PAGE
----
Manchester's Co-Living Skepticism Meets Economic Reality
This week planners and developers find out as two skyscraper co-living applications come before planners. Both are slated for approval despite a skeptical policy document approved in July.
Manchester’s reservations about co-living have not stood in the path of Downing’s plans for a 45-storey scheme in the Great Jackson Street area, nor Vita Living’s plans for two towers at the Manchester Goods Yard. The appeal of co-living to young mobile workers in the tech sector played a key part in the recommendations to approve both schemes.
Approval of the Vita scheme, if it is agreed, represents a turnaround after councillors indicated in July that they would turn down plans for Water Street.
Council policy, agreed in July, says co-living is a novelty in the UK and is only permitted where it would add value to existing wider, economic-led, regeneration frameworks, drive employment, create place and support the talent needed to support growth.
Vita Living’s Union brand is proposing a 32-storey co-living development with 390 co-living apartments, including 180 one-person studios and 210 duo, trio and quad apartments. In total there are 870-bed spaces planned in the T1 tower at Water Street, Manchester Goods Yard and Grape Street. The studios would be available solely on short-term lets, up to six months.
A second, 36-storey, co-living scheme is proposed on a site on the opposite side of Water Street, known as T2.
Local councillors objected, saying the scheme breached the cautious approach to co-living already agreed by the city council.
“The 1,676 bed-spaces [in both towers] would represent an additional 10% of Deansgate ward’s 16,726 population. Co-living will not build a coherent community with a long-term interest in the city centre’s success and these proposals will promote transience and disengagement,” a report to the committee said.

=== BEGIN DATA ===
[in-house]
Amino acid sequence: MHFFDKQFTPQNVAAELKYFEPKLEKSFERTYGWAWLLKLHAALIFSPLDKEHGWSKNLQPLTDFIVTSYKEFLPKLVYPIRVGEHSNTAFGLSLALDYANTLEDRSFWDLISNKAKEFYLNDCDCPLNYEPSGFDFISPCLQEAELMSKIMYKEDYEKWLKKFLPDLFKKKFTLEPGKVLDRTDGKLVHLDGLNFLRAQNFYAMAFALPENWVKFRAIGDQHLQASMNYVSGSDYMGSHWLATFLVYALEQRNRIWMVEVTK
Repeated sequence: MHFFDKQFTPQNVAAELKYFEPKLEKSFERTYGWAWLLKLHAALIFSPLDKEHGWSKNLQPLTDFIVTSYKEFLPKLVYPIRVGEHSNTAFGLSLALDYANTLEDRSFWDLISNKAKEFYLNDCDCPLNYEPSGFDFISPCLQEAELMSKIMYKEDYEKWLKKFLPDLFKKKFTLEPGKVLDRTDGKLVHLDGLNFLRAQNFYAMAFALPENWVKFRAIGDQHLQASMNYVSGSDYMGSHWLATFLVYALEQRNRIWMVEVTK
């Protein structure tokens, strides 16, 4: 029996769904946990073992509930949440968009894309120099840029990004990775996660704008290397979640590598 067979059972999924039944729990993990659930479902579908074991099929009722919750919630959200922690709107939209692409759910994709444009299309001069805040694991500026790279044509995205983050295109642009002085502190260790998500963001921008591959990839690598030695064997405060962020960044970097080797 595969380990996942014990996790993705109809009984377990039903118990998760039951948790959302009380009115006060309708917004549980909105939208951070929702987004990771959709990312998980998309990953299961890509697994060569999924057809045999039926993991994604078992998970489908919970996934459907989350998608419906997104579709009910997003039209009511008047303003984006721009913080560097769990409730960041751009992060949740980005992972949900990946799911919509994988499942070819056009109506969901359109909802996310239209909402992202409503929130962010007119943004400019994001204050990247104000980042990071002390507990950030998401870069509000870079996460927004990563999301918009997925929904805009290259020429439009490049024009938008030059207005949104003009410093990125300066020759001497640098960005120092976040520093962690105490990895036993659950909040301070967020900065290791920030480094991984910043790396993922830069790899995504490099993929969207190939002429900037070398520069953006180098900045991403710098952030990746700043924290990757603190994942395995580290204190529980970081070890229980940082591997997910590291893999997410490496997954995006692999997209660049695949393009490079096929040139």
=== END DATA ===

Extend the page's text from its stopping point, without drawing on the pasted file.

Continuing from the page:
The council’s policy position in July appeared quite hostile to co-living. A report to the council’s ruling executive revealed that co-living will be capped at 5,000 units across the city, will only be allowed in some areas and will require long-term management contracts and payment of council tax and financial contributions toward affordable housing — a long list of conditions developers hoped to avoid. The report concluded that co-living could be a flop in the wake of social distancing rules.
“It is considered that the proposal is of a size and scale which would respond to and support current and emerging job recruitment and retention and would connect residents with those opportunities and support those needs,” the report said.
“Co-living could support the young workforce to transition in the medium term to city living and information set out in the application assumes that 60% of tenants would become long term Manchester residents, finding other homes and staying for an average of five years, many moving to other parts of the city centre.”
In a separate application, up to 45 storeys of co-living is proposed by Downing for Plot 11 First Street. The £297M development would contain 1,349 units with 609 apartments (284 one bed, 112 two bed, 89 three bed, 46 four bed, 78 five bed and 875 studios, a total of 2,224 bed spaces total).
“The proposals would deliver a sustainable, high density, high quality and accessible residential model that will widen accessibility to city centre living right within an employment hot-spot and reduce pressure on transport and traffic,” the report concludes.